Next, I inserted the potentiometer (already connected) and screwed it down. I put the plastic bezel back on, made sure everything fit properly, then I put the knob on the end of the potentiometer and screwed it on. Viola! Done at last!
Test everything out and make sure that it works properly. I installed Motherboard Monitor and set the fan alarm to go off at 1500RPM (in case something fails, I don't want to have a fried processor!)
Here is what the final product looked like:
The noise difference is incredible! There is no more high-pitched noise and it's probably only half as loud. Interestingly enough, I only noticed a slight increase in temperature. Before the modification the CPU was hovering around 38*C idle, now it's usually around 42*C. Not too bad...definitely a worthwhile trade in my book, and all for under $10.
If you have any questions, feel free to email me.
You bragging bastard!! LOL!
And yes, I did take those myself. And more, which I haven't gotten around to posting yet.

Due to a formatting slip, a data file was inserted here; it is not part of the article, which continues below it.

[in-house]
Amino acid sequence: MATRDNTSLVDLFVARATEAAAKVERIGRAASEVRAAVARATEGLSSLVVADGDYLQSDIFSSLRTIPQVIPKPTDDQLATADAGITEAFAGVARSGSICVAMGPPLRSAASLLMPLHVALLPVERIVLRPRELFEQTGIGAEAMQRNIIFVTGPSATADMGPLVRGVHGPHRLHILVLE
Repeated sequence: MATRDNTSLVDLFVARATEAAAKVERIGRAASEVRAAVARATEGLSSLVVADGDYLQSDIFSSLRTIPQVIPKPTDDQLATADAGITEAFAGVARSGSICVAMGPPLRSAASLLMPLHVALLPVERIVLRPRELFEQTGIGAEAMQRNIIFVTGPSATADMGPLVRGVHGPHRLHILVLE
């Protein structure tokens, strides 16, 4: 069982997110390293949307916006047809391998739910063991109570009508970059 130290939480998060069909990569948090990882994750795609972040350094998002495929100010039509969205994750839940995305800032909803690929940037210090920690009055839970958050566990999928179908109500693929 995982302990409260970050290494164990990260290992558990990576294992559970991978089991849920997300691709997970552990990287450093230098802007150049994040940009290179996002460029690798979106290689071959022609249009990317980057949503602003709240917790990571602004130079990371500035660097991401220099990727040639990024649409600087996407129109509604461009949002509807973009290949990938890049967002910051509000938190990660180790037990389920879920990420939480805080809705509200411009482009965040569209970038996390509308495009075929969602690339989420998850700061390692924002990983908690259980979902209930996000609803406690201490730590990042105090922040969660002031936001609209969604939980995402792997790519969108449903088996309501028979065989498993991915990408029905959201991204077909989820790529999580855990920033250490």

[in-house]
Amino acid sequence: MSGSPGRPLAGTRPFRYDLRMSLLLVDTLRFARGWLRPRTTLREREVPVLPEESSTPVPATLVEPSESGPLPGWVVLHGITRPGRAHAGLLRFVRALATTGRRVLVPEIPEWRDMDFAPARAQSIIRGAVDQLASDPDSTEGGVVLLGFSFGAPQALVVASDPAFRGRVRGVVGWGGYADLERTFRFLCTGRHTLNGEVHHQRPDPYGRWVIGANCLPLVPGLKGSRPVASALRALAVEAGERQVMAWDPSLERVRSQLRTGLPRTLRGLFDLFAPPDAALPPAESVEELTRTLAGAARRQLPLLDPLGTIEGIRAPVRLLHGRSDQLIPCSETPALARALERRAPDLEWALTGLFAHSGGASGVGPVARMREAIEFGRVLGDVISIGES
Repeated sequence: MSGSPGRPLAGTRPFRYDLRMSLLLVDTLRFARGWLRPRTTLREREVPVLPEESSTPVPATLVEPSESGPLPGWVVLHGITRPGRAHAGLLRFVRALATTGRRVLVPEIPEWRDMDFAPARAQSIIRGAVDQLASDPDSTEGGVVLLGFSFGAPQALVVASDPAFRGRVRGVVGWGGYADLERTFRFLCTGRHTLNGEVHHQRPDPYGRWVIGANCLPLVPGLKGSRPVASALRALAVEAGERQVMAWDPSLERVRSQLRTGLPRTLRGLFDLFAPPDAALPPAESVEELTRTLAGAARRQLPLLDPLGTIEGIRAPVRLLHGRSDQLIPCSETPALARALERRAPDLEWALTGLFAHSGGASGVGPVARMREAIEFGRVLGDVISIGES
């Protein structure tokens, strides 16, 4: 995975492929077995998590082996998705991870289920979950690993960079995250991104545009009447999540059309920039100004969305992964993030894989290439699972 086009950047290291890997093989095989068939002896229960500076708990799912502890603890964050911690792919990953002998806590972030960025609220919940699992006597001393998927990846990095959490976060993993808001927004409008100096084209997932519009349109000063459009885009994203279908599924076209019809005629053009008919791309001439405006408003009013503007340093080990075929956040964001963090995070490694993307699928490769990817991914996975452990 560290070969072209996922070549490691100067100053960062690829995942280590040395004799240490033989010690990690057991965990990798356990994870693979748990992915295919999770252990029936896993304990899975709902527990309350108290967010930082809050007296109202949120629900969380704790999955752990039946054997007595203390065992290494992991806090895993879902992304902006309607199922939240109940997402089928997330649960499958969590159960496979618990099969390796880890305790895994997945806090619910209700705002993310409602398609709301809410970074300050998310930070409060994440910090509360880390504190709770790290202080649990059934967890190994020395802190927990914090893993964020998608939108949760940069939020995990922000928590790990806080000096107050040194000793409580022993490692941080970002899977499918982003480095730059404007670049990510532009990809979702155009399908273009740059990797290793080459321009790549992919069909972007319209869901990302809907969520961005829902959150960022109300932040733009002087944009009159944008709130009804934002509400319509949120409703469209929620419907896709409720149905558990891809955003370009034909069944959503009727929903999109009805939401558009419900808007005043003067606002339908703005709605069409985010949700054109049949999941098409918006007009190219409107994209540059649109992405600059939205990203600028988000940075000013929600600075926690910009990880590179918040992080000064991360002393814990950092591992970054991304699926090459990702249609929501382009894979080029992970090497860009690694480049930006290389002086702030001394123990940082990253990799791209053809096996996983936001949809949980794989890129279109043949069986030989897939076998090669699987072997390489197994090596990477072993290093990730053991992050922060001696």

Photography is not(yet) an occupation that supports me, but I'm working in that direction. (Maybe by retirement age.)
I noticed in researching this subject that Europeans are a lot more interested in the subject of quite computers than are americans. Swedes in particular. I'm guessing that envirmental regulations have something to do with it.
It's definitely a Nero problem, because I installed the software on another workstation with an Acer CD-RW. The eject button on the Acer is likewise rendered useless, but the software eject works.
Did you have any problems with your Plextor?
Whenever I build a machine I go the the usual places like Anandtech.com, Tom's Hardware, motherboard.org, and then I also google on say "reviews computer cases" and other components. It's a lot of research work initially, but it really pays off. (Then of course you get to experience all those disappointments when you can't find anybody locally selling your first choice of a component.)
The only problem with my older version of ECDC is it probably won't support 24 x write. The new version has some major issues in Win2K.